Best Remedies for Diabetes

Learn about the top integrative therapies and how they could enable you to remain medication free or, with your doctor's approval, reduce the amount you're taking.

  from Best Remedies
  • Prickly pear cactus. In Latin American cultures, people eat the ripe fruit of this cactus fried or in shakes to lower blood sugar levels. More and more grocery stores stock such exotic fruits these days, but if you can’t find it, buy it as a juice or powder. Several small studies find prickly pear cactus can lower blood sugar levels, possibly because it contains components that work similarly to insulin. If you eat it as a food, aim for ½ cup of cooked cactus a day. Otherwise, follow label directions.
  • Fenugreek. This spice is commonly used in Indian cuisine and as part of Ayurvedic medicine. It actually belongs to the legume family (as do peanuts), and its high fiber content (it’s 50 percent fiber) is a major reason for its blood sugar lowering benefits. Plus, studies find it increases the release of insulin from the pancreas. In one well-designed study, 25 people newly diagnosed with diabetes received either a fenugreek seed extract or followed a special diet and exercise program. After two months, blood sugar levels in both groups dropped about the same. An added bonus? Fenugreek can also reduce cholesterol levels. Mix 50 grams of powdered fenugreek with water to make a gruel, or take ½ to 1 tablespoon of a defatted fenugreek seed powder or two fenugreek pills before meals. Don’t worry if your urine smells like maple syrup while you’re taking it; that’s normal.
  • Cinnamon. Researchers from Pakistan, the birthplace of cinnamon, found that people with type 2 diabetes who took between 1 and 6 grams (about 1/4 to 1 ½ teaspoons) of cinnamon for 40 days had blood glucose levels 18 to 29 percent lower than those who didn’t take any cinnamon (the more cinnamon, the lower the blood sugar levels). Try mixing the spice into coffee or tea, sprinkling it over cereal, yogurt, or cottage cheese, and adding to baked goods and even sauces.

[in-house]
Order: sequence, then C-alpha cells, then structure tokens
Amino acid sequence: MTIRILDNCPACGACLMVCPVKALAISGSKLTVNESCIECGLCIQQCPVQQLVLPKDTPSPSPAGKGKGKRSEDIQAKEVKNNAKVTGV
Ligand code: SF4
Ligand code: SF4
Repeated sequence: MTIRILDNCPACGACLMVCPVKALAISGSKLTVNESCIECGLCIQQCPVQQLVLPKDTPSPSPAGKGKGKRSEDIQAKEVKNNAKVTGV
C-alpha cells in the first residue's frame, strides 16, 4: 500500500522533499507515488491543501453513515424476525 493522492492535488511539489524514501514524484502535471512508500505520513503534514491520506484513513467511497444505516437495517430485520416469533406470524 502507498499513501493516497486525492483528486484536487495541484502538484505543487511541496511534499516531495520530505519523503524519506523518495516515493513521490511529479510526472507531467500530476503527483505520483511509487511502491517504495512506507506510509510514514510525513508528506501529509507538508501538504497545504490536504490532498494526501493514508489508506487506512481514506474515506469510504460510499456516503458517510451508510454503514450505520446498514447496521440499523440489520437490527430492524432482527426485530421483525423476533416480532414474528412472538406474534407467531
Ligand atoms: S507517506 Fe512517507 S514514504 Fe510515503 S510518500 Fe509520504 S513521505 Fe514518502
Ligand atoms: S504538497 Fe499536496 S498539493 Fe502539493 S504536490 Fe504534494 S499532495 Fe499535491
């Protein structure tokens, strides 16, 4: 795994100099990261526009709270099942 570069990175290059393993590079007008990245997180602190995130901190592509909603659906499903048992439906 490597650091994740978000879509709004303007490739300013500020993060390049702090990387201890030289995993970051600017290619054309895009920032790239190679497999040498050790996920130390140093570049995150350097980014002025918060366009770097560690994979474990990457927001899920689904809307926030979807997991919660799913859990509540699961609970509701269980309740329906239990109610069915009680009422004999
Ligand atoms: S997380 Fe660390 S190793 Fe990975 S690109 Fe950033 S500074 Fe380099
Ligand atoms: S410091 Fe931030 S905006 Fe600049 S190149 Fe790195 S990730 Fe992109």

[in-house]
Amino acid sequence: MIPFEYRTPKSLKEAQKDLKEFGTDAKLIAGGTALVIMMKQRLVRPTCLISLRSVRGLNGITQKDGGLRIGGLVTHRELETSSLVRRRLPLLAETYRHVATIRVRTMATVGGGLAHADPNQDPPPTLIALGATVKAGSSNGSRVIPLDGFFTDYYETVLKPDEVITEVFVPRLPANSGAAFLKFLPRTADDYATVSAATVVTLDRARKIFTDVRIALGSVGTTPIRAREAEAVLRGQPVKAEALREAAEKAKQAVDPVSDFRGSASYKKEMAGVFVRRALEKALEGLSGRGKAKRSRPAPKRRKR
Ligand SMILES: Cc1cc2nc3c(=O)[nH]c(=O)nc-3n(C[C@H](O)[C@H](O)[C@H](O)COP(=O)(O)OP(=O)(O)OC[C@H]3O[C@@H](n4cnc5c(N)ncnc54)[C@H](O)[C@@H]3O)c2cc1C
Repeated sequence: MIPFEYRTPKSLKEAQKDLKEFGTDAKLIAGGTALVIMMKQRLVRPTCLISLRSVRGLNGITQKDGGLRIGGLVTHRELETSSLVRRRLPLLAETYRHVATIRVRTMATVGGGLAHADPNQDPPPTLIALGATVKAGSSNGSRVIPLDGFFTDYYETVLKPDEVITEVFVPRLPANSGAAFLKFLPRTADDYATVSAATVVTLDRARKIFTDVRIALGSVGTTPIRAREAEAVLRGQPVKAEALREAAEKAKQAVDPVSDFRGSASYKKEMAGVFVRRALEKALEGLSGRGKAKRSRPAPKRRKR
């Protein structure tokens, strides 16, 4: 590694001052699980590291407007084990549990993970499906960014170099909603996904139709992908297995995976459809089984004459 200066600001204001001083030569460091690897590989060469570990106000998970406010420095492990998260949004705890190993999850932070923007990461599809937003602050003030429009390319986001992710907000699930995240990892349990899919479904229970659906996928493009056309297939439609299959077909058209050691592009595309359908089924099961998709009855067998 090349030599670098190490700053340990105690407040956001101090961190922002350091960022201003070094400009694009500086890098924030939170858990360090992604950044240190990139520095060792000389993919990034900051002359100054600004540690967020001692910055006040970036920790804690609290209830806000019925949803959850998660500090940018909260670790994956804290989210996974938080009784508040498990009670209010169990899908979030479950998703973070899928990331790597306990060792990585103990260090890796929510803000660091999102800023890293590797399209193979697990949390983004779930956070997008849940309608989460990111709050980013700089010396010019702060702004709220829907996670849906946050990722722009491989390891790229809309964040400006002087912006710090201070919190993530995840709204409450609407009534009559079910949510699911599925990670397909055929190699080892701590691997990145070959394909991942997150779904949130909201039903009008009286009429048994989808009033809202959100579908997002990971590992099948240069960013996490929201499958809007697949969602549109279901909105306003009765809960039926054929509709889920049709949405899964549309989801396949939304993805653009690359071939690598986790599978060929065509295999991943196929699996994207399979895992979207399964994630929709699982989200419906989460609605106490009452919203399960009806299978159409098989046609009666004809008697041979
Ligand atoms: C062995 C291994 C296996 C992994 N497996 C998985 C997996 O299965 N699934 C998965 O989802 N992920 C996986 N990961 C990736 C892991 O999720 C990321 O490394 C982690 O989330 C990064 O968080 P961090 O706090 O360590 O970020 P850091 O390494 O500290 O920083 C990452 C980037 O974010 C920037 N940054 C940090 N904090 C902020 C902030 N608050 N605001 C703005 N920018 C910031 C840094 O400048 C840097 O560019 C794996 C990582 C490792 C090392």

• Bitter melon. This South American fruit/vegetable (it’s referred to as both) has been used as a diabetes treatment in folk medicine for centuries — and for good reason. Animal and human studies find it can reduce blood sugar levels, most likely through a chemical in the plant that acts like insulin. Buy bitter melon capsules and follow the package directions.
  • Gymnema sylvestre. This plant has been used to treat diabetes in Ayurvedic medicine for thousands of years. Chewing the leaf or even holding the extract in your mouth for a minute suppresses your ability to taste sweetness for more than an hour, reducing the amount of food (and calories) you take in during your next meal. You can find several products on the market that take advantage of this action, including gums called Sweet Relief and SugarFighter. Gymnema also boosts the release of insulin from the pancreas, and may enable you to take less diabetes medicine. Take 400 milligrams of a gymnema extract twice a day.